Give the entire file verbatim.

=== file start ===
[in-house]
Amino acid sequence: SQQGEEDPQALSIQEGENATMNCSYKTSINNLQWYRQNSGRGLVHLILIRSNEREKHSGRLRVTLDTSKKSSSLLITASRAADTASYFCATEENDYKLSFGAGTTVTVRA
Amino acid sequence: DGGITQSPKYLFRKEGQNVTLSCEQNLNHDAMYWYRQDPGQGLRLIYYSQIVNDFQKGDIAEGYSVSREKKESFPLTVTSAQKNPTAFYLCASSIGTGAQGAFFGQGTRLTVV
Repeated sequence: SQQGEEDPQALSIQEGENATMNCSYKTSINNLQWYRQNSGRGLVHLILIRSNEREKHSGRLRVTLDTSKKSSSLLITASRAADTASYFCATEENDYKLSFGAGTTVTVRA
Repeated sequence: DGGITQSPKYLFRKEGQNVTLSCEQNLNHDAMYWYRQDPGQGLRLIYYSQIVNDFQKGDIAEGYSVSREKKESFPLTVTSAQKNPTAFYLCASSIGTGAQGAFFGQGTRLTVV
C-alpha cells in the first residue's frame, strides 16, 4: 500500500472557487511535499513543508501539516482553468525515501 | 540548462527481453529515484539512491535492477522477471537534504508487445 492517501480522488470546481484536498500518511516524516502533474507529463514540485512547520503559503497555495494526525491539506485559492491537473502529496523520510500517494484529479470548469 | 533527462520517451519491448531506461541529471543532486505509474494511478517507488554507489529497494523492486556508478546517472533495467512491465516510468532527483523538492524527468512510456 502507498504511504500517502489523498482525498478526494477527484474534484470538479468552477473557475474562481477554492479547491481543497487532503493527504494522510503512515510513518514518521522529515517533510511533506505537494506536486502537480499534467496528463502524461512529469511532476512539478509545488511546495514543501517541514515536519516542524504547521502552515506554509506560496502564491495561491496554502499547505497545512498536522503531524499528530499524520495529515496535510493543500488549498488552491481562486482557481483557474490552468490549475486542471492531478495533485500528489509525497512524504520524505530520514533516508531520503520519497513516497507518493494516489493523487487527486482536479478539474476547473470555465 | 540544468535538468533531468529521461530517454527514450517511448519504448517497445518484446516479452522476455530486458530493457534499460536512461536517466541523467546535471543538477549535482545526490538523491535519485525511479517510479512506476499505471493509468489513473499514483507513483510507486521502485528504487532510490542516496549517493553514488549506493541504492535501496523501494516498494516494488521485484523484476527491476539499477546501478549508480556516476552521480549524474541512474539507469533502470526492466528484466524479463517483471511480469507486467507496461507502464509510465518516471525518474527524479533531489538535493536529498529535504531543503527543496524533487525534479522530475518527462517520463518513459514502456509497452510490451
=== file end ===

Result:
[in-house]
Amino acid sequence: SQQGEEDPQALSIQEGENATMNCSYKTSINNLQWYRQNSGRGLVHLILIRSNEREKHSGRLRVTLDTSKKSSSLLITASRAADTASYFCATEENDYKLSFGAGTTVTVRA
Amino acid sequence: DGGITQSPKYLFRKEGQNVTLSCEQNLNHDAMYWYRQDPGQGLRLIYYSQIVNDFQKGDIAEGYSVSREKKESFPLTVTSAQKNPTAFYLCASSIGTGAQGAFFGQGTRLTVV
Repeated sequence: SQQGEEDPQALSIQEGENATMNCSYKTSINNLQWYRQNSGRGLVHLILIRSNEREKHSGRLRVTLDTSKKSSSLLITASRAADTASYFCATEENDYKLSFGAGTTVTVRA
Repeated sequence: DGGITQSPKYLFRKEGQNVTLSCEQNLNHDAMYWYRQDPGQGLRLIYYSQIVNDFQKGDIAEGYSVSREKKESFPLTVTSAQKNPTAFYLCASSIGTGAQGAFFGQGTRLTVV
C-alpha cells in the first residue's frame, strides 16, 4: 500500500472557487511535499513543508501539516482553468525515501 | 540548462527481453529515484539512491535492477522477471537534504508487445 492517501480522488470546481484536498500518511516524516502533474507529463514540485512547520503559503497555495494526525491539506485559492491537473502529496523520510500517494484529479470548469 | 533527462520517451519491448531506461541529471543532486505509474494511478517507488554507489529497494523492486556508478546517472533495467512491465516510468532527483523538492524527468512510456 502507498504511504500517502489523498482525498478526494477527484474534484470538479468552477473557475474562481477554492479547491481543497487532503493527504494522510503512515510513518514518521522529515517533510511533506505537494506536486502537480499534467496528463502524461512529469511532476512539478509545488511546495514543501517541514515536519516542524504547521502552515506554509506560496502564491495561491496554502499547505497545512498536522503531524499528530499524520495529515496535510493543500488549498488552491481562486482557481483557474490552468490549475486542471492531478495533485500528489509525497512524504520524505530520514533516508531520503520519497513516497507518493494516489493523487487527486482536479478539474476547473470555465 | 540544468535538468533531468529521461530517454527514450517511448519504448517497445518484446516479452522476455530486458530493457534499460536512461536517466541523467546535471543538477549535482545526490538523491535519485525511479517510479512506476499505471493509468489513473499514483507513483510507486521502485528504487532510490542516496549517493553514488549506493541504492535501496523501494516498494516494488521485484523484476527491476539499477546501478549508480556516476552521480549524474541512474539507469533502470526492466528484466524479463517483471511480469507486467507496461507502464509510465518516471525518474527524479533531489538535493536529498529535504531543503527543496524533487525534479522530475518527462517520463518513459514502456509497452510490451